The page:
General Mechanical

General Mechanical

How to solve nonlinear problem with rubber

    • Yun Wei Chuang
      Subscriber

      Hi everyone

      I am a new ansys workbench student, and the problem right now is the message with "The solver engine was unable to converge on a solution for the nonlinear problem as constrained.  Please see the Troubleshooting section of the Help System for more information." I think that maybe something about engineering data for rubber or it could be contact faces, but model is too complex...

      I already turned "Large Deflection" to on, so what else steps I can do to figure out the erro? The model is about air sprin; the picture is down below. Plz help me.

      or perhaps I can send you file by email. Any suggetions could help.

      thank you

      Wayne Chuang

    • peteroznewman
      Subscriber

      Hi Wayne,

      I can help you with this. In Mechanical, click on Mesh and Clear Generated Data, then close Mechancial. In Workbench, do a File Save, then do a File Archive to create a .wbpz file.  Place that file on a sharing site such as Google Drive, OneDrive or Jumpshare. Paste the link to the .wbpz file in your reply.

      Regards,

      Peter

    • Yun Wei Chuang
      Subscriber

      Hi Peter

      I already created a file. => https://drive.google.com/file/d/1IrSRwUUSnsk7wyxb2Zdb8Ed3wKgKThud/view?usp=sharing

      I hope that could work. please check. Thank you for your help.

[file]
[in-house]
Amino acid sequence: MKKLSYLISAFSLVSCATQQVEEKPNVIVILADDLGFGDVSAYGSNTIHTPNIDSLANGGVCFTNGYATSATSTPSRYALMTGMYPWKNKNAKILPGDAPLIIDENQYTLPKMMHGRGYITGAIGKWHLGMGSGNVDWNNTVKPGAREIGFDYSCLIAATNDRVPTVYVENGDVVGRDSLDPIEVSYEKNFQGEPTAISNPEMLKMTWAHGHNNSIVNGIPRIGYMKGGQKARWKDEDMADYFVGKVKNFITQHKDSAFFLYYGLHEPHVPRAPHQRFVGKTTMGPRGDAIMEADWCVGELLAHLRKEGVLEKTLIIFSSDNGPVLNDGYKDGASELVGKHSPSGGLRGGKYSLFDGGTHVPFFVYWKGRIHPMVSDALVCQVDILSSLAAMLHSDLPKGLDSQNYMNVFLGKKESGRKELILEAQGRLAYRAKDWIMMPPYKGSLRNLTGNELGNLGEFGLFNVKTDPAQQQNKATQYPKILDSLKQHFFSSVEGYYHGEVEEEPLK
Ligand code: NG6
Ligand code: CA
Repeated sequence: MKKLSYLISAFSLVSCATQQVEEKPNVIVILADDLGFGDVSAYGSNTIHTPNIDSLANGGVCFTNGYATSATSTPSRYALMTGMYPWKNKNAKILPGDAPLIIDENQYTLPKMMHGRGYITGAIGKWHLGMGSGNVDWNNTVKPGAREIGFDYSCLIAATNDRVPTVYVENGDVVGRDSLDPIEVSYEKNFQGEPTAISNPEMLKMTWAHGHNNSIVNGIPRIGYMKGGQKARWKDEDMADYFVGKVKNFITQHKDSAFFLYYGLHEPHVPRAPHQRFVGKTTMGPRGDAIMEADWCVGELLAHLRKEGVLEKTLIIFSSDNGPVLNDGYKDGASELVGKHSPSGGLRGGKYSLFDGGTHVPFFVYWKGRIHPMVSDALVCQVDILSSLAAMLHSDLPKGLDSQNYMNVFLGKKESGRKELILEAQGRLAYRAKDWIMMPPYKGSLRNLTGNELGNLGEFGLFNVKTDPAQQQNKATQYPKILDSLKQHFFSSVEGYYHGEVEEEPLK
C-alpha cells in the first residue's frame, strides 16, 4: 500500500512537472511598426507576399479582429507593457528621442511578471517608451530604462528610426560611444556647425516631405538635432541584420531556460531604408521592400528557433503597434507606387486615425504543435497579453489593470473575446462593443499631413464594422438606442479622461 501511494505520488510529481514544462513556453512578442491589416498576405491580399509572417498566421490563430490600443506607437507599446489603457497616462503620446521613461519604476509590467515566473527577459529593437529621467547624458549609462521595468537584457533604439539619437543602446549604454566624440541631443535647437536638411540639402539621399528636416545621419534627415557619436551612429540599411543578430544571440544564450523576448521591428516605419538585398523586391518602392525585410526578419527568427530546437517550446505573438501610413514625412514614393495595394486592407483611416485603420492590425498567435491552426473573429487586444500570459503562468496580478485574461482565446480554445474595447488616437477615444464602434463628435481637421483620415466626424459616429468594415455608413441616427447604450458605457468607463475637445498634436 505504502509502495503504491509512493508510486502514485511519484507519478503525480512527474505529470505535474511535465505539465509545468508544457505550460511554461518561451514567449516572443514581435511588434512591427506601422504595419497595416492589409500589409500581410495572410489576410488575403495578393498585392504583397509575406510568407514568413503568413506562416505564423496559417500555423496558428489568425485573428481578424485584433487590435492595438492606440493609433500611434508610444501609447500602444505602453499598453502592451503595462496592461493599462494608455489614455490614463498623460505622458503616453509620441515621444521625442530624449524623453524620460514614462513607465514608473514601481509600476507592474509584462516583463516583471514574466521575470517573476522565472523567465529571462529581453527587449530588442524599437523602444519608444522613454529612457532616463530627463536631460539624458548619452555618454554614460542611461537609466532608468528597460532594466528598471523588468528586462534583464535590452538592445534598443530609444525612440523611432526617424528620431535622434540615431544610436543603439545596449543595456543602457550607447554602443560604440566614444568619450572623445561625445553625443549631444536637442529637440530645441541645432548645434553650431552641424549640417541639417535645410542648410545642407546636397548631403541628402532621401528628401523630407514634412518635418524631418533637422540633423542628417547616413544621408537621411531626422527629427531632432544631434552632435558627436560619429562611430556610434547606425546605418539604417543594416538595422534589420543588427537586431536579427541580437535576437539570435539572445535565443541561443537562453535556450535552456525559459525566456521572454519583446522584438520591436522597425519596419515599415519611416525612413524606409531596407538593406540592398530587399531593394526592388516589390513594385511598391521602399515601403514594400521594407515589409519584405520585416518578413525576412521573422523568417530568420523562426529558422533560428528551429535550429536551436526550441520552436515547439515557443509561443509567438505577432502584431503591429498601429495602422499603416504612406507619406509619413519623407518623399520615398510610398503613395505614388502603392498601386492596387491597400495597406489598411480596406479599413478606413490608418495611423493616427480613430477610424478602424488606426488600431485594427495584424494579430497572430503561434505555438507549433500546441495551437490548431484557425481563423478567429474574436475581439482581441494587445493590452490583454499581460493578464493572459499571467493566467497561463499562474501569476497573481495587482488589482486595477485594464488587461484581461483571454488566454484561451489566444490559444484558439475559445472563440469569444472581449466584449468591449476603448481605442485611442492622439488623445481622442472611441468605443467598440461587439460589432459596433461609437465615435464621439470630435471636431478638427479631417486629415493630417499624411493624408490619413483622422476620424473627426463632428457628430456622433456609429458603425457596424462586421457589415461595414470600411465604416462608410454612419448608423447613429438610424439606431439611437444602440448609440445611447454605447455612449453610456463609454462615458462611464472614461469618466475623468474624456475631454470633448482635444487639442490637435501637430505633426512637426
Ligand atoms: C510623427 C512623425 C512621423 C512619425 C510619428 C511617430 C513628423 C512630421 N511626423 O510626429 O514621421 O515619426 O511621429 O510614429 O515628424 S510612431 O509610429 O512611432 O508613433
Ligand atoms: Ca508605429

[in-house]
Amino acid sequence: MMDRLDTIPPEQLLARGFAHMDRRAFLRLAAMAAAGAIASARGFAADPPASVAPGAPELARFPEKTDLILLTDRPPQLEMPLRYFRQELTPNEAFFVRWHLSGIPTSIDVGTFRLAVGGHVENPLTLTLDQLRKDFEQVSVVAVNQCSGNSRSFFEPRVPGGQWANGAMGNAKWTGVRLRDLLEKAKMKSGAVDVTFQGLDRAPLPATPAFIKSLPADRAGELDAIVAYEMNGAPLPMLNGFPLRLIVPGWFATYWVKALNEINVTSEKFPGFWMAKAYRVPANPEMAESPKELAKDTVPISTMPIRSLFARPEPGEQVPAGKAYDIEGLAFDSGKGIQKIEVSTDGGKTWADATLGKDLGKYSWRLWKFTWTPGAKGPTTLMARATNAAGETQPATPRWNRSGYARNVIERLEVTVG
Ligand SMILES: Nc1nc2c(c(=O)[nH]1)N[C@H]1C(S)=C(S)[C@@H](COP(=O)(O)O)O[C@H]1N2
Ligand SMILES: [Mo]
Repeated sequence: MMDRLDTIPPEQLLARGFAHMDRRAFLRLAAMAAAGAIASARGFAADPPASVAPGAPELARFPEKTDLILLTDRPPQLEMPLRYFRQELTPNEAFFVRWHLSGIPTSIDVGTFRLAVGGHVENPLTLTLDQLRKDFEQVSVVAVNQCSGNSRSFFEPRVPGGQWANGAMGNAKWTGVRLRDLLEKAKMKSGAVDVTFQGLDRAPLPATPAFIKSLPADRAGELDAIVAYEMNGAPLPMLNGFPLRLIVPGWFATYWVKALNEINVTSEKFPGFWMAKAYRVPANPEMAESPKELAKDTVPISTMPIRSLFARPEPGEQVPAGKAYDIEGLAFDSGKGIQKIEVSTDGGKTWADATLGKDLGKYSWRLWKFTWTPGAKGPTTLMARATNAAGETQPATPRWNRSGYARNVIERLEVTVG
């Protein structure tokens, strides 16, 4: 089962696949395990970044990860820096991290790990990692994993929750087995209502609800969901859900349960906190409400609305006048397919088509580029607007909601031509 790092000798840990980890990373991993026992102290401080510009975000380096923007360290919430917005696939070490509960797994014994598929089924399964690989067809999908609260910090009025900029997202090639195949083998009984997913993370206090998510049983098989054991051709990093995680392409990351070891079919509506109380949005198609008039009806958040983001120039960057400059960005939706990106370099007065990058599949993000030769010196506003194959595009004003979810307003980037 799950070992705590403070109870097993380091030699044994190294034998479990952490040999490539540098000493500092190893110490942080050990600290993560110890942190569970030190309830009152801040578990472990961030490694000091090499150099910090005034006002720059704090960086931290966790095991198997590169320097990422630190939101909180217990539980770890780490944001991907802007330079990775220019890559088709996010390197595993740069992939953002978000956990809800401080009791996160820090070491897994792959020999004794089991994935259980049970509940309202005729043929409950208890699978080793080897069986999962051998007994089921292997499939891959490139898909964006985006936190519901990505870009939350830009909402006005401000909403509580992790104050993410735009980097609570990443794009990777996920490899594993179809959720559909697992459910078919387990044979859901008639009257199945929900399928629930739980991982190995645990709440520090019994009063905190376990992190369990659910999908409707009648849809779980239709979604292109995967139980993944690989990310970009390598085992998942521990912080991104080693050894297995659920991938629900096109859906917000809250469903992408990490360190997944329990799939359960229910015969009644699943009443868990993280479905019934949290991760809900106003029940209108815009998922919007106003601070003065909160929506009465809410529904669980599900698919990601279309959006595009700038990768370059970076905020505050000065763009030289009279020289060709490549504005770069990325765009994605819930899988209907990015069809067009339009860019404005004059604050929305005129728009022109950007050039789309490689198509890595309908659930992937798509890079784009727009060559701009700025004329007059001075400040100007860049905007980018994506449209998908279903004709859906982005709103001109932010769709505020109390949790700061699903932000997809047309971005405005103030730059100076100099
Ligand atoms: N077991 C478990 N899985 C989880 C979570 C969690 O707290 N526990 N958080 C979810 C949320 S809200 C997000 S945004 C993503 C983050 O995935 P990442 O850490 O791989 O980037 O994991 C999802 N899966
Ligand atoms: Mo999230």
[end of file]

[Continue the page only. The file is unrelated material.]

regards,

      Wayne Chuang

    • peteroznewman
      Subscriber

      Hi Wayne,

      I got your file, opened it and will look at it today.

      It would be helpful if you also put the file 700T-1013.x_t into the Google Drive and send me a link to that so I can make geometry edits that will help the simulation.

      One idea is to create an Axisymmetric model of the air spring assembly.  That will only be useful if you are only interested in axisymmetric loads. It will not be useful if you want to tilt one side relative to the other.

      Regards,

      Peter

    • Yun Wei Chuang
      Subscriber

      Hi Peter

      Here is the soidwork file => https://drive.google.com/file/d/1r9g2-_KNRWepbb3LyWX4z1puo2XAtg8H/view?usp=sharing

      thank you again

      Regards,

      Wayne Chuang

    • peteroznewman
      Subscriber

      Hi Wayne,

      Is it useful to have a model that can only move axially and radially and can’t tip or tilt or move off axis?

      What information do you want to get out of this model?

      Is this profile you made the as-formed shape, or was it molded using a more open shape to begin with, as illustrated with the orange line, then when assembled to the parts it is forced to take on the shape you have drawn?

    • Yun Wei Chuang
      Subscriber

      Hi Peter,

      Right now I want to find vertical stiffness (Kz) like the picture below. After, horizontal problem will be considered. (Kx,Ky)

      For the geometry, orange line is 3D scanning original version. The samll parts such as nylon and steel, I add to the model.